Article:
“The Bachan Singh verdict, rendered in 1980, was a beautiful piece, where, in upholding the death penalty, the constitution bench also left only a narrow window for awarding it. That window requires the capital punishment to be resorted to only when all other options are unquestionably foreclosed. It envisaged the principle of ‘rarest of the rare’, a consideration of the crime as well as the criminal, and whether the accused cannot at all be reformed. I took it forward to ask how does one reach a conclusion that a person cannot be reformed. Look at all the cases the Supreme Court is considering now- they have been in jail for at least a decade- has any psychiatric or other appropriate assessment or evaluation been undertaken to ascertain whether they are capable of reformation? I have just added one more value. My personal philosophy is different and I have taken the oath to uphold the constitutional values and not my personal philosophy. The progress from Bachan Singh to the latest cases, the Supreme Court asking the Law Commission to recommend whether the death penalty should be retained, the Commission, in 2015, saying that it is is high time we did away with it...my conclusion was based on this...”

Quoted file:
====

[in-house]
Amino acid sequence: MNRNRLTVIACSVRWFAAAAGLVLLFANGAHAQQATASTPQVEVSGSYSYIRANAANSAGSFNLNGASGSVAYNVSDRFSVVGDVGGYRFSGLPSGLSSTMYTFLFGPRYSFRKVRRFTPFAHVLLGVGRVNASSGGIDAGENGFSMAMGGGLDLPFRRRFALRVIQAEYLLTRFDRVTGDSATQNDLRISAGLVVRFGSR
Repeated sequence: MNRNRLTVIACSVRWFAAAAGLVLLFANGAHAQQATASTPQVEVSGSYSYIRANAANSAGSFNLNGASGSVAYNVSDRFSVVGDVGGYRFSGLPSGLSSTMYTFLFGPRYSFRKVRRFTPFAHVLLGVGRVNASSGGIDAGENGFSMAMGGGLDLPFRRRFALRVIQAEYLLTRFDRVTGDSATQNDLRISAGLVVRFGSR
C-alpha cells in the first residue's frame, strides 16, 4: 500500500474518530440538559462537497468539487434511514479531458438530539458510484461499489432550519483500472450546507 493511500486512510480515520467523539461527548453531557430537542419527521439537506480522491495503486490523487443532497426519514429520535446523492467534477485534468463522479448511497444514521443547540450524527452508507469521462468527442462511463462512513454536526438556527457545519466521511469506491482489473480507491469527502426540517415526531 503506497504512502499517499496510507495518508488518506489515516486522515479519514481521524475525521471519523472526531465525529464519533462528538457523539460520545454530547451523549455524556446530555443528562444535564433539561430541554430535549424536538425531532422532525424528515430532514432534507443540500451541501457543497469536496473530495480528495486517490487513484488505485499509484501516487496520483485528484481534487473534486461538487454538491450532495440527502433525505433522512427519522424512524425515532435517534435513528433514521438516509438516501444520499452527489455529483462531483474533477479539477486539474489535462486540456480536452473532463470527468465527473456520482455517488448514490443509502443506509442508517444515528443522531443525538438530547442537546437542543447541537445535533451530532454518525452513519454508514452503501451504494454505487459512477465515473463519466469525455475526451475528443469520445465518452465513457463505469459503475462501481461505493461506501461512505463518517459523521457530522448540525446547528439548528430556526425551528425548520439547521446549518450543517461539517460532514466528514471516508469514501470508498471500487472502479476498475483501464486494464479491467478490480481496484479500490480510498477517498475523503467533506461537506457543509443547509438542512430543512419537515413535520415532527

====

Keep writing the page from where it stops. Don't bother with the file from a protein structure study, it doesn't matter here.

On his views on the recently delivered judgments on adultery and homosexuality regarded as being against progressive thought :
“I was asked for my personal view. There was no question of my view as a judge or how I read the decisions. If I was asked that, I would say that The constitutional guarantees of dignity, liberty and equality have to be protected”, remarked the judge.
On Apex Court acting like a trial court :
Justice Joseph clarified that his observation that the Supreme Court must not act as the trial court was not in context of the controversial Loya case. He elaborated that the Supreme Court is meant to exercise original and appellate jurisdictions, and should not act as trial court barring the situations of interstate water dispute etc as contemplated in the Constitution.
On sealed covers :
“It will differ from case to case. ‘How uncomfortable will it be otherwise’- That is how a judge looks at it. I have also asked for documents to be furnished in a sealed cover. It is not always connected with the sensitivity of the information but that divulging the information at that stage will do more harm to the public”
On judgments being reserved for long duration :
“It is Not a healthy practice to deliver judgments late. Even the Supreme Court on the judicial side has laid down the maximum period for pronouncing the decision and if it is rendered any later, the client is entitled to claim a re-hearing. A Timeline has been set. It is Not even correct to keep the judgment reserved for long periods in view of the Supreme Court judgment”
The conversation was concluded on a humorous note with Justice Joseph being asked if he possesses an Aadhaar card and if it linked with the various services, including mobile number and bank accounts. “I have an Aadhaar card, but I must confess that for the past 18 years I have been heavily dependent on my private secretary, so I cannot say as to what extent it has been linked. Maybe next month, I will be in a position to answer that question”, he quipped.